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The Status and Perception on Compounding Powdered Medicine for Adult Patients in Community Pharmacies
Yakhak Hoeji 2019;63(4):185-191
Published online August 31, 2019
© 2019 The Pharmaceutical Society of Korea.

Kyong Eun Kwon*,†, Myeong Gyu Kim*,†, Mi Kyong Shim**, and Hyun Soon Sohn**,#

*Graduate School of Clinical Pharmacy, CHA University, **College of Pharmacy, CHA University
Correspondence to: #Hyun Soon Sohn, College of Pharmacy, CHA University, Pocheon-si, Gyeonggi-do, 11160, Korea Tel: +82-31-881-7171. Fax: +82-31-881-7077 E-mail: sohn64@cha.ac.kr

These authors contributed equally to this work.
Received May 21, 2019; Revised July 1, 2019; Accepted July 4, 2019.
Abstract
Dysphagia associated with geriatric diseases such as dementia and Parkinson’s disease demands powdered medicine which increases workloads in community pharmacies. This study was conducted to investigate the current practice status of pulverizing into powder drug formulation in community pharmacies. On-line and off-line surveys were conducted on 288 community pharmacists using a questionnaire consisting of 22 items from April to May, 2016. 51.7% of respondents had 1-9 prescriptions per month for powdered medicine for adults, and 24.7% had zero. The more prescriptions a general hospital prescribed, the more powdered medicine for adults (p<0.001) and the longer the prescription days (p<0.001). The time required for preparing before- and cleaning after-dispensing was usually 3 to 5 minutes and that for dispensing was also 3 to 5 minutes per prescription. An additional ≥7 minutes were needed for the inappropriate prescription, mostly due to formulation prohibited for grinding (52.8%). 86.1% of community pharmacists thought that preparation of powdered medicine for adults was more difficult than that of children, and 96.9% thought that it needed reimbursement charge. Of them, 61.8% suggested the higher level of current reimbursement charge for children. 65.3% agreed to designate compounding pharmacy for long-term (more than 30 days) powdered medicine for adults. In conclusion, increased dispensing time and difficulty for powdered medicine for adults with dysphagia require a continuous open discussion about rational compensation for the service provided by community pharmacists.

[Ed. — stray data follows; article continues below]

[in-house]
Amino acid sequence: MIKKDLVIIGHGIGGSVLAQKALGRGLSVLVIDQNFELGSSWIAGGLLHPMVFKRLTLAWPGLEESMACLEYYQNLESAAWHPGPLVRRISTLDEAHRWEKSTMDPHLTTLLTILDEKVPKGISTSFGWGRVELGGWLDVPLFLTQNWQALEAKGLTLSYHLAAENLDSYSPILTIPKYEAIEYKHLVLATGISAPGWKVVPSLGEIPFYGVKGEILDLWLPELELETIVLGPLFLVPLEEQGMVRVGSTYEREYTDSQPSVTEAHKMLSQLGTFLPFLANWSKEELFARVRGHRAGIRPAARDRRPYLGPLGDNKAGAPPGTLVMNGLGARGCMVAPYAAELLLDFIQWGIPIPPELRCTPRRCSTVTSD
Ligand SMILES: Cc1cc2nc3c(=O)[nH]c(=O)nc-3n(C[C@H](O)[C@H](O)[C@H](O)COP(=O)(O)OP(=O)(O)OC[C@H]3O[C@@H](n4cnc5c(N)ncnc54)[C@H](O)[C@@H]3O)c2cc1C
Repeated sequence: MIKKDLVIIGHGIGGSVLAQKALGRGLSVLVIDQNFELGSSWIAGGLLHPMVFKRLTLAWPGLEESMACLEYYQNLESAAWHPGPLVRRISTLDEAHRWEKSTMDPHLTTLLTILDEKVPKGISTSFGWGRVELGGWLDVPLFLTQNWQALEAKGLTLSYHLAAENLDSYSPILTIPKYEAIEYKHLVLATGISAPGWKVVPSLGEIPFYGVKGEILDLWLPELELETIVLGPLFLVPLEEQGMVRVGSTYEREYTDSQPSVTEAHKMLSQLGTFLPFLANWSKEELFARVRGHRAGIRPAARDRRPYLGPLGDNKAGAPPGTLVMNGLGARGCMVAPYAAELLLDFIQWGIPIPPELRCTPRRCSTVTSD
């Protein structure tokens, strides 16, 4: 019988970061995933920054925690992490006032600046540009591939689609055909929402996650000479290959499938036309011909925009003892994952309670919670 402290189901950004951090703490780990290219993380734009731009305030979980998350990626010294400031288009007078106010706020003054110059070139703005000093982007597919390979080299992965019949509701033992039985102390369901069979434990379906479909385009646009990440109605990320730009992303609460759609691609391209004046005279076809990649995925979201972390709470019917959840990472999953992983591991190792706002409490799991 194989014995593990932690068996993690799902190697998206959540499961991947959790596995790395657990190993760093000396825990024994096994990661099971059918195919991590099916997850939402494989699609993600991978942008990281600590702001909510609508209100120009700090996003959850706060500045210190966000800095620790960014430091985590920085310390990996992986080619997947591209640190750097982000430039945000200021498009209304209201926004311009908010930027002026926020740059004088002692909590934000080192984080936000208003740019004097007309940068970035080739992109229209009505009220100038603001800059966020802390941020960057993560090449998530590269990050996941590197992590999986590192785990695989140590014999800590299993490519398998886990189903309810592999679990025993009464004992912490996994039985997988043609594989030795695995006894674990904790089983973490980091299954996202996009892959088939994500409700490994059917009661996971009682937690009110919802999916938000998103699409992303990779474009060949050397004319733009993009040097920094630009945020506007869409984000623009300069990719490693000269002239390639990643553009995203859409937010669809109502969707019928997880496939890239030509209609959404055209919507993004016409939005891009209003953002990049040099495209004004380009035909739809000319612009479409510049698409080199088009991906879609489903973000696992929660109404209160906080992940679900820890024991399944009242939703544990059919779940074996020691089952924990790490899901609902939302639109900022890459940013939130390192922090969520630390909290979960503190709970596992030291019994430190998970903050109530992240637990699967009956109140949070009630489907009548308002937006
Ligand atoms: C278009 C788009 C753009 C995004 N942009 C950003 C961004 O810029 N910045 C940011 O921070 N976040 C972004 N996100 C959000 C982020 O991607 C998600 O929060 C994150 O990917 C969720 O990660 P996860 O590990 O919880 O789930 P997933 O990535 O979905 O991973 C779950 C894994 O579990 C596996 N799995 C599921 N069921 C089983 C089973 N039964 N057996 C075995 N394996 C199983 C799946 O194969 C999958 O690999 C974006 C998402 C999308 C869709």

Keywords : Community pharmacist, pharmacy service, dispensing, powdered medicine, reimbursement


August 2019, 63 (4)
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